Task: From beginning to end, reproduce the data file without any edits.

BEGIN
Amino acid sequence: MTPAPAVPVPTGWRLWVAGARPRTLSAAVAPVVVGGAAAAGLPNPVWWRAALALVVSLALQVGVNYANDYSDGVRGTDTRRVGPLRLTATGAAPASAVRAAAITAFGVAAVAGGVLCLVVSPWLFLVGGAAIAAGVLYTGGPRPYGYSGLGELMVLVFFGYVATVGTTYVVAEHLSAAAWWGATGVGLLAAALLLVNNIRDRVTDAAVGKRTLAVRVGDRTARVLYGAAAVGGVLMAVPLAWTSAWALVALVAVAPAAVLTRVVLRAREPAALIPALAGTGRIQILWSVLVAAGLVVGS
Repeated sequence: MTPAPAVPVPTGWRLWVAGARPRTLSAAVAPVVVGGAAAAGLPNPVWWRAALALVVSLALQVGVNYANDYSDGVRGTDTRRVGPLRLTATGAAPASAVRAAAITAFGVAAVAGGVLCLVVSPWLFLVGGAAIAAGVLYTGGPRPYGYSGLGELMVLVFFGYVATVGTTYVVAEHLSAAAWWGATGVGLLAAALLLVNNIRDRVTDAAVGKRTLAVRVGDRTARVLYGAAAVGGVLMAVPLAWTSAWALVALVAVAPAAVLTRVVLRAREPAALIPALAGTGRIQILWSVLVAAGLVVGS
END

Amino acid sequence: MTPAPAVPVPTGWRLWVAGARPRTLSAAVAPVVVGGAAAAGLPNPVWWRAALALVVSLALQVGVNYANDYSDGVRGTDTRRVGPLRLTATGAAPASAVRAAAITAFGVAAVAGGVLCLVVSPWLFLVGGAAIAAGVLYTGGPRPYGYSGLGELMVLVFFGYVATVGTTYVVAEHLSAAAWWGATGVGLLAAALLLVNNIRDRVTDAAVGKRTLAVRVGDRTARVLYGAAAVGGVLMAVPLAWTSAWALVALVAVAPAAVLTRVVLRAREPAALIPALAGTGRIQILWSVLVAAGLVVGS
Repeated sequence: MTPAPAVPVPTGWRLWVAGARPRTLSAAVAPVVVGGAAAAGLPNPVWWRAALALVVSLALQVGVNYANDYSDGVRGTDTRRVGPLRLTATGAAPASAVRAAAITAFGVAAVAGGVLCLVVSPWLFLVGGAAIAAGVLYTGGPRPYGYSGLGELMVLVFFGYVATVGTTYVVAEHLSAAAWWGATGVGLLAAALLLVNNIRDRVTDAAVGKRTLAVRVGDRTARVLYGAAAVGGVLMAVPLAWTSAWALVALVAVAPAAVLTRVVLRAREPAALIPALAGTGRIQILWSVLVAAGLVVGS